Friday, November 9, 2012

On collaboration

I am remiss in not writing since the election. Of course, I am glad to see Obama win a second term. But it is a microcosm of the US which I wish to describe.

Now that we have chosen (not that the act of choosing grants us reprieve), we need to set aside our differences and cooperate toward the greater good. It is not just a lesson to the wider US population, with regards to the President. It is also a lesson to me and my fellow physicists.

My "home" facility was shut down, as you may remember. We were cut in favor of other facilities, one of which has yet to exist. What smarted the most was that we felt ourselves singled out unfairly (sound familiar, Republicans?) - none of us saw it coming; instead, we all "knew" that it would be Argonne (ATLAS) that lost funding, not us. But that's not what happened in the end. We were cut, and ATLAS was directed to take up the slack. And we are fooling ourselves if we refuse to acknowledge that, aside from the politics, there was some reasonable basis for the decision: number of users, cost to operate, number of publications and citations, etc. (Of course, there were some dirty politics involved also, but that is never one-sided). Just like in the presidential election.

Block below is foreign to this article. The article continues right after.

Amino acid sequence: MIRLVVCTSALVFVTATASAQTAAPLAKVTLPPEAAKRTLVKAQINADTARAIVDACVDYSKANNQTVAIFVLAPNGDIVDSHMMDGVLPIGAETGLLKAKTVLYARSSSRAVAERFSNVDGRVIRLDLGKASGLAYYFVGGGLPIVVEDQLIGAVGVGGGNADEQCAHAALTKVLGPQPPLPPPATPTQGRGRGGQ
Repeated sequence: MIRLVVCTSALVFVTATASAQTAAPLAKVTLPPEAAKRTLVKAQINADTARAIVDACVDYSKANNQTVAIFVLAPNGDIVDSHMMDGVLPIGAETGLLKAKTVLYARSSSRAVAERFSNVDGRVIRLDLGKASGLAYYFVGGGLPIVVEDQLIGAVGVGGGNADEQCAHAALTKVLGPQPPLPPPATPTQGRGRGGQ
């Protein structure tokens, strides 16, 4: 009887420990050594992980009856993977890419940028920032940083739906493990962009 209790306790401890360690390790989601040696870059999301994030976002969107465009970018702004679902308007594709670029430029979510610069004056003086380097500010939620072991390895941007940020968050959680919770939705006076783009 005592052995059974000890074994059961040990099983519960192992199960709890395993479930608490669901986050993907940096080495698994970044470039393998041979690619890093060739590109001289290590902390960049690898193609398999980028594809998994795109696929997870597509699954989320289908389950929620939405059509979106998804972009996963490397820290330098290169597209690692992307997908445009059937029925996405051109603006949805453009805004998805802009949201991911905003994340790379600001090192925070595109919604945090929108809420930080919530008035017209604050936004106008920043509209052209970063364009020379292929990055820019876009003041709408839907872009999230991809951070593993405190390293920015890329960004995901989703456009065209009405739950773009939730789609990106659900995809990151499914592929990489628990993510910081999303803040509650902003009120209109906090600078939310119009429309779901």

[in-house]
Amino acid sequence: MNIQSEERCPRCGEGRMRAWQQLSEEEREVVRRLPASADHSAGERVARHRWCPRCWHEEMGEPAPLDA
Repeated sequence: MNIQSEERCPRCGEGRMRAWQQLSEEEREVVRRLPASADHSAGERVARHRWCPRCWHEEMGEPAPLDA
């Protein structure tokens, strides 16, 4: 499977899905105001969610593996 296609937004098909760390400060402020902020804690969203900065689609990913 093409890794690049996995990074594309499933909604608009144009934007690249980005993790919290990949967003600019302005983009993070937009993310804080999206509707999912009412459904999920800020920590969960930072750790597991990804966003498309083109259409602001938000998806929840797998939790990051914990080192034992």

So now we are faced with an honest dilemma: how do we proceed? Do we continue to wallow in our self pity? Or do we stiffen our upper lips and start working collaboratively on real problems? The answer is obvious (even if, early on, we cannot see it through our emotion-tinted glasses).
And so I find myself here at ATLAS, working with those people whom once I considered competition, but since have been rendered cooperative by the nature of the larger system. Our shared situation requires that we collaborate instead of compete, and it is important that someone take that difficult first step - that one side reach out a hand first. I am trying to do just that.
We can solve our problems - and run some really great experiments - if we stop acting dogmatic and isolationist and instead focus on our common goals. Are we here to bicker over number of publications, or are we here to further scientific knowledge? Similarly, are we here to argue over precise tax rates, or are we here to make America a great place to live? It's up to us.

It's time to collaborate.

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